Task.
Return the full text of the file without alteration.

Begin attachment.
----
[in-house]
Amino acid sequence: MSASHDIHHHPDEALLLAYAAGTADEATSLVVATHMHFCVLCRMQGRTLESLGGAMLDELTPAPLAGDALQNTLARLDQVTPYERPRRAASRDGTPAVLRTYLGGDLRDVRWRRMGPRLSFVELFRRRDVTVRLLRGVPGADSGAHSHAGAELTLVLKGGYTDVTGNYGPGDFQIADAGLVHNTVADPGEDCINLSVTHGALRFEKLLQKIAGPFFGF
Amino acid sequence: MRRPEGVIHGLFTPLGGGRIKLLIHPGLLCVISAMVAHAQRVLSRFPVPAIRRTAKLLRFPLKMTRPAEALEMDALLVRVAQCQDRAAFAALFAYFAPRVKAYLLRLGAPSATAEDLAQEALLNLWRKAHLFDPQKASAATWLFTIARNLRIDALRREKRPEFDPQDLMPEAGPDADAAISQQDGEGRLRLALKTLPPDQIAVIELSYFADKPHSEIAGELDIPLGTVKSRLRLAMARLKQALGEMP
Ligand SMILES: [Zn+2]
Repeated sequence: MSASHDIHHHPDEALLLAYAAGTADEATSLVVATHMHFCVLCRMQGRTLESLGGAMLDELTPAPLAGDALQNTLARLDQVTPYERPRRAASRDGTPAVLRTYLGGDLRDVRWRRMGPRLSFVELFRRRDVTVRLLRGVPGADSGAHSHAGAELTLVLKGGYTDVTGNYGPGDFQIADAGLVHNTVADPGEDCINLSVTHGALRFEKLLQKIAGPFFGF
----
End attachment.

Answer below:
[in-house]
Amino acid sequence: MSASHDIHHHPDEALLLAYAAGTADEATSLVVATHMHFCVLCRMQGRTLESLGGAMLDELTPAPLAGDALQNTLARLDQVTPYERPRRAASRDGTPAVLRTYLGGDLRDVRWRRMGPRLSFVELFRRRDVTVRLLRGVPGADSGAHSHAGAELTLVLKGGYTDVTGNYGPGDFQIADAGLVHNTVADPGEDCINLSVTHGALRFEKLLQKIAGPFFGF
Amino acid sequence: MRRPEGVIHGLFTPLGGGRIKLLIHPGLLCVISAMVAHAQRVLSRFPVPAIRRTAKLLRFPLKMTRPAEALEMDALLVRVAQCQDRAAFAALFAYFAPRVKAYLLRLGAPSATAEDLAQEALLNLWRKAHLFDPQKASAATWLFTIARNLRIDALRREKRPEFDPQDLMPEAGPDADAAISQQDGEGRLRLALKTLPPDQIAVIELSYFADKPHSEIAGELDIPLGTVKSRLRLAMARLKQALGEMP
Ligand SMILES: [Zn+2]
Repeated sequence: MSASHDIHHHPDEALLLAYAAGTADEATSLVVATHMHFCVLCRMQGRTLESLGGAMLDELTPAPLAGDALQNTLARLDQVTPYERPRRAASRDGTPAVLRTYLGGDLRDVRWRRMGPRLSFVELFRRRDVTVRLLRGVPGADSGAHSHAGAELTLVLKGGYTDVTGNYGPGDFQIADAGLVHNTVADPGEDCINLSVTHGALRFEKLLQKIAGPFFGF